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Free or Cheap, 'Kindle TV' May Squash the Competition


Kindle TV is expected to come with ad-supported programming.

Amazon (NASDAQ:AMZN) has scheduled a big announcement for next week in New York. Although nobody is talking on the record, it seems clear that the company is about to release its long-rumored set-top video-streaming device, along with a subscription service for programming to go with it.
We don't know what it will be called yet, but "Kindle TV" is a good bet. We can expect it to come bundled with a service of streaming-video content that will be free, or at least very cheap -- that is, cheaper than any of its competitors, including Apple (NASDAQ:AAPL) can afford to charge.
The first report, in the Wall Street Journal on Thursday, stated that the video service would be free, but a later report included an anonymous quote from a company spokeswoman indicating that there were no plans for a free service.
Other points in the report were not challenged: The video-streaming service is expected to include commercials, along with television programming and music videos.

That would presumably allow Amazon to charge a very low subscription fee, or no fee at all, for its programming, and represents yet another new business model that Amazon has deployed to disrupt the competition.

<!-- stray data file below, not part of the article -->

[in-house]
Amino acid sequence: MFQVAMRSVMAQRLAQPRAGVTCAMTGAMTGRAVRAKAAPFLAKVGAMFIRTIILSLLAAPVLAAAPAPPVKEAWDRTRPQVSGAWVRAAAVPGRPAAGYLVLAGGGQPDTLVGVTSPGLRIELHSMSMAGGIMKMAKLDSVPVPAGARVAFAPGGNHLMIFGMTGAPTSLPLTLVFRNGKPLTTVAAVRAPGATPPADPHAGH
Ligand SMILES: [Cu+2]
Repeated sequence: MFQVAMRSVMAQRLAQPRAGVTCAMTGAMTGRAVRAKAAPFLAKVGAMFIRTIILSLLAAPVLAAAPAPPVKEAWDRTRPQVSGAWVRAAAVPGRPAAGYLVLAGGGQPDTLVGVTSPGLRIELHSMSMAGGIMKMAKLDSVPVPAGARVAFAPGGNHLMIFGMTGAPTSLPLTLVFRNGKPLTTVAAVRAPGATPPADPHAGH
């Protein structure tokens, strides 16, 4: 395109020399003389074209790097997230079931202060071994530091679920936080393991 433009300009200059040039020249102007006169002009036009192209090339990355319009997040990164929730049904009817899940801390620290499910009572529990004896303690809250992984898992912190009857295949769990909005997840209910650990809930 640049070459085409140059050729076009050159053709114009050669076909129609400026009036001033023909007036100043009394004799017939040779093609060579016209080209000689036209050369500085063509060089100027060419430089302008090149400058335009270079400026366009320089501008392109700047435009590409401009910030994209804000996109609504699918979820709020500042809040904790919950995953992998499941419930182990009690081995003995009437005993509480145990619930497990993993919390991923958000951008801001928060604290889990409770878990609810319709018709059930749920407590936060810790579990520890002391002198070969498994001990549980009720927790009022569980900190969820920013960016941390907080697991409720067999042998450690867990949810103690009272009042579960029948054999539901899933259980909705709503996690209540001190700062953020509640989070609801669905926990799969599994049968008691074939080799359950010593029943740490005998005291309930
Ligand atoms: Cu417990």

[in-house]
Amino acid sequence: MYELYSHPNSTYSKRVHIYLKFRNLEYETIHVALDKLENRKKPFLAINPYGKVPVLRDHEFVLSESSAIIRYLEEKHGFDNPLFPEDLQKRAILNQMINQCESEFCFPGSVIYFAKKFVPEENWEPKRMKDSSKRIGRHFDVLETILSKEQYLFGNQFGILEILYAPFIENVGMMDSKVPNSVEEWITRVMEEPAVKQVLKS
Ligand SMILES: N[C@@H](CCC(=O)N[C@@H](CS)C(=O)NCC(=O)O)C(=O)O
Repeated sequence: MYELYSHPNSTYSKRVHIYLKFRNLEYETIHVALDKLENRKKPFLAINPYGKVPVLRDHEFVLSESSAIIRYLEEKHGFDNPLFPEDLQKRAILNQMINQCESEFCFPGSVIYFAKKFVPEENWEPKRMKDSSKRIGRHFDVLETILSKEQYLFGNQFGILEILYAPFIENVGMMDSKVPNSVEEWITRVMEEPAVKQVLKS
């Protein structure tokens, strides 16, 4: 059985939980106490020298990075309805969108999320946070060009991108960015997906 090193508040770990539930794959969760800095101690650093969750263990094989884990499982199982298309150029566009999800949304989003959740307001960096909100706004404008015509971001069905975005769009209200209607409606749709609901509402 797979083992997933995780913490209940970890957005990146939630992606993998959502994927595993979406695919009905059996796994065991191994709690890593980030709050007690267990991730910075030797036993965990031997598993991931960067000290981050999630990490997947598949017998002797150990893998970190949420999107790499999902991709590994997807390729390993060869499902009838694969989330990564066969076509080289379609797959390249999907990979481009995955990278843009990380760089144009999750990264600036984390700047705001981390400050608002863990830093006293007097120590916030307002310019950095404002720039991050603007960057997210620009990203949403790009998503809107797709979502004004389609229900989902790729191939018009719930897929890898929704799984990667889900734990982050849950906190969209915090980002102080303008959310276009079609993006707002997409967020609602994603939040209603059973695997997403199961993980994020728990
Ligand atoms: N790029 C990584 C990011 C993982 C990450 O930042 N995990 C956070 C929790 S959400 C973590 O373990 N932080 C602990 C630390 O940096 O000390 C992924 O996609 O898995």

Currently, Amazon Prime Video is offered at no additional cost only to customers who pay the Amazon Prime membership fee for free shipping. That fee recently was raised to $99 per year.
The Amazon set-top box would compete with other, similar products on the market, specifically Apple's AppleTV, Google's (NASDAQ:GOOG) simple plug-in Chromecast gadget, and Roku's set-top box.
All of those devices allow people to easily and wirelessly stream content from the Web to their televisions. The content that users can stream depends on the services they subscribe to, and that the device supports. Google Chromecast, for example, supports Netflix (NASDAQ:NFLX) and HBO Go as well as its own YouTube and Google store selections. Apple draws from its Apple iTunes store, but can also be used with Netflix and other services.
For Amazon, the move potentially offers a new source of revenue, selling commercial minutes on the programming it streams.
Not that Amazon is a stranger to the advertising business. Its global advertising revenue topped $600 million in 2012, according to industry publication The ads are displayed with product search results on all Amazon-owned sites.
As always, the devil is in the details. Just what kind of programming will Amazon be able to offer free?
Certainly, the programming it is now producing in-house would be included. That won't do it alone. Amazon is pouring about $1 billion per year into original programming without coming up with a bona fide hit. Presumably, the programming offered free with Amazon Prime would also be there.
But recent hit movies and current hit series? Maybe not. All of the streaming-video services hit a wall of industry opposition when they want to include the most valuable Hollywood programming  at no additional cost to their subscribers.

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